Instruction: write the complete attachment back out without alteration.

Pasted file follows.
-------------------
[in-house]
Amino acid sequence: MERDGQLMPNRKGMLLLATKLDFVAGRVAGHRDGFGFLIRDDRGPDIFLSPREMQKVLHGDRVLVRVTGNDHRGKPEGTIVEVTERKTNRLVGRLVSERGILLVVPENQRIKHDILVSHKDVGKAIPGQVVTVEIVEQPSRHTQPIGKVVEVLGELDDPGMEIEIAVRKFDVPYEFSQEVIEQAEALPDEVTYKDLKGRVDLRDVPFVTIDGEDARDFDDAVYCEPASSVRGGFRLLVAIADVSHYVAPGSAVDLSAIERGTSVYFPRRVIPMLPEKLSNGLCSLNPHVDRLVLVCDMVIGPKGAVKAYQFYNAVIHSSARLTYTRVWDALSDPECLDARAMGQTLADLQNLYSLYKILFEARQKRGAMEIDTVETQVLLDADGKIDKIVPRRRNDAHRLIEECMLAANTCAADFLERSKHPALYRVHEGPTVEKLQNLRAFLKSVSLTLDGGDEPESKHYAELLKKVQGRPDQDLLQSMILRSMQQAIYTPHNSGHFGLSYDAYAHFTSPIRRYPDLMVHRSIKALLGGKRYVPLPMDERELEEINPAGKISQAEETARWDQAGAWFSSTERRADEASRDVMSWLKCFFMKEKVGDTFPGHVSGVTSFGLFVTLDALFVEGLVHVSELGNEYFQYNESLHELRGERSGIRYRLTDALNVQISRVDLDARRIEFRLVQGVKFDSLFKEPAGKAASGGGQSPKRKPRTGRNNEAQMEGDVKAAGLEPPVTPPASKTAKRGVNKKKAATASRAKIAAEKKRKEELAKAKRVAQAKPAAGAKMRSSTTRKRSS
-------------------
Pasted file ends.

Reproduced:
[in-house]
Amino acid sequence: MERDGQLMPNRKGMLLLATKLDFVAGRVAGHRDGFGFLIRDDRGPDIFLSPREMQKVLHGDRVLVRVTGNDHRGKPEGTIVEVTERKTNRLVGRLVSERGILLVVPENQRIKHDILVSHKDVGKAIPGQVVTVEIVEQPSRHTQPIGKVVEVLGELDDPGMEIEIAVRKFDVPYEFSQEVIEQAEALPDEVTYKDLKGRVDLRDVPFVTIDGEDARDFDDAVYCEPASSVRGGFRLLVAIADVSHYVAPGSAVDLSAIERGTSVYFPRRVIPMLPEKLSNGLCSLNPHVDRLVLVCDMVIGPKGAVKAYQFYNAVIHSSARLTYTRVWDALSDPECLDARAMGQTLADLQNLYSLYKILFEARQKRGAMEIDTVETQVLLDADGKIDKIVPRRRNDAHRLIEECMLAANTCAADFLERSKHPALYRVHEGPTVEKLQNLRAFLKSVSLTLDGGDEPESKHYAELLKKVQGRPDQDLLQSMILRSMQQAIYTPHNSGHFGLSYDAYAHFTSPIRRYPDLMVHRSIKALLGGKRYVPLPMDERELEEINPAGKISQAEETARWDQAGAWFSSTERRADEASRDVMSWLKCFFMKEKVGDTFPGHVSGVTSFGLFVTLDALFVEGLVHVSELGNEYFQYNESLHELRGERSGIRYRLTDALNVQISRVDLDARRIEFRLVQGVKFDSLFKEPAGKAASGGGQSPKRKPRTGRNNEAQMEGDVKAAGLEPPVTPPASKTAKRGVNKKKAATASRAKIAAEKKRKEELAKAKRVAQAKPAAGAKMRSSTTRKRSS